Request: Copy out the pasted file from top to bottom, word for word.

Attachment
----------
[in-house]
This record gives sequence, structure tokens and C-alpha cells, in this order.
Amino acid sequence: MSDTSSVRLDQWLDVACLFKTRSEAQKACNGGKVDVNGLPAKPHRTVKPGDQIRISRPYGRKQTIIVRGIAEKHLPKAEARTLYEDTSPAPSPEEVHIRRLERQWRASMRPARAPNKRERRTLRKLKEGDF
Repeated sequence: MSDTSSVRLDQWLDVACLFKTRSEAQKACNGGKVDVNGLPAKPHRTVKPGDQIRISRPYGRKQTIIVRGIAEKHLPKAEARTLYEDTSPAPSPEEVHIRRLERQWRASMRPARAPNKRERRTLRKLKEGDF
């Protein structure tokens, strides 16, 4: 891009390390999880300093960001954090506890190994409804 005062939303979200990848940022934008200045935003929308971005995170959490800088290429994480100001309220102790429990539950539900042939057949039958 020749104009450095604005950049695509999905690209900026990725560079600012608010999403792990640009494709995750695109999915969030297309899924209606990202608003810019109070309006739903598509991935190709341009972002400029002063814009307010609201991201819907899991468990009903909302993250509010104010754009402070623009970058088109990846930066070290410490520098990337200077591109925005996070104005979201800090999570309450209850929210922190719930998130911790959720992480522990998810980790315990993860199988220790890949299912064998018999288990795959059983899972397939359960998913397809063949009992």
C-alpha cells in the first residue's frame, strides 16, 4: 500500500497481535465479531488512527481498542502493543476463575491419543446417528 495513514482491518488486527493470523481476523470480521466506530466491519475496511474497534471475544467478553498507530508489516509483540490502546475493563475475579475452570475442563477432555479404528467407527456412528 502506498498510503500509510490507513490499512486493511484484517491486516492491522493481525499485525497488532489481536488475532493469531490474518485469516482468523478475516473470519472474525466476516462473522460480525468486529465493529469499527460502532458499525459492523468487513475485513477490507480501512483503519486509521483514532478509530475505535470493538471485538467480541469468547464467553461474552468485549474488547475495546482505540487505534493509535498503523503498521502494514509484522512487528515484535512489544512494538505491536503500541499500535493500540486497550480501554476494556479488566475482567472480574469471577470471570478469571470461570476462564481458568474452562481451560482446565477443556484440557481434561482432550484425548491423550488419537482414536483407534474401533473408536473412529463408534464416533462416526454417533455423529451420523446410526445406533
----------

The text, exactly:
[in-house]
This record gives sequence, structure tokens and C-alpha cells, in this order.
Amino acid sequence: MSDTSSVRLDQWLDVACLFKTRSEAQKACNGGKVDVNGLPAKPHRTVKPGDQIRISRPYGRKQTIIVRGIAEKHLPKAEARTLYEDTSPAPSPEEVHIRRLERQWRASMRPARAPNKRERRTLRKLKEGDF
Repeated sequence: MSDTSSVRLDQWLDVACLFKTRSEAQKACNGGKVDVNGLPAKPHRTVKPGDQIRISRPYGRKQTIIVRGIAEKHLPKAEARTLYEDTSPAPSPEEVHIRRLERQWRASMRPARAPNKRERRTLRKLKEGDF
């Protein structure tokens, strides 16, 4: 891009390390999880300093960001954090506890190994409804 005062939303979200990848940022934008200045935003929308971005995170959490800088290429994480100001309220102790429990539950539900042939057949039958 020749104009450095604005950049695509999905690209900026990725560079600012608010999403792990640009494709995750695109999915969030297309899924209606990202608003810019109070309006739903598509991935190709341009972002400029002063814009307010609201991201819907899991468990009903909302993250509010104010754009402070623009970058088109990846930066070290410490520098990337200077591109925005996070104005979201800090999570309450209850929210922190719930998130911790959720992480522990998810980790315990993860199988220790890949299912064998018999288990795959059983899972397939359960998913397809063949009992």
C-alpha cells in the first residue's frame, strides 16, 4: 500500500497481535465479531488512527481498542502493543476463575491419543446417528 495513514482491518488486527493470523481476523470480521466506530466491519475496511474497534471475544467478553498507530508489516509483540490502546475493563475475579475452570475442563477432555479404528467407527456412528 502506498498510503500509510490507513490499512486493511484484517491486516492491522493481525499485525497488532489481536488475532493469531490474518485469516482468523478475516473470519472474525466476516462473522460480525468486529465493529469499527460502532458499525459492523468487513475485513477490507480501512483503519486509521483514532478509530475505535470493538471485538467480541469468547464467553461474552468485549474488547475495546482505540487505534493509535498503523503498521502494514509484522512487528515484535512489544512494538505491536503500541499500535493500540486497550480501554476494556479488566475482567472480574469471577470471570478469571470461570476462564481458568474452562481451560482446565477443556484440557481434561482432550484425548491423550488419537482414536483407534474401533473408536473412529463408534464416533462416526454417533455423529451420523446410526445406533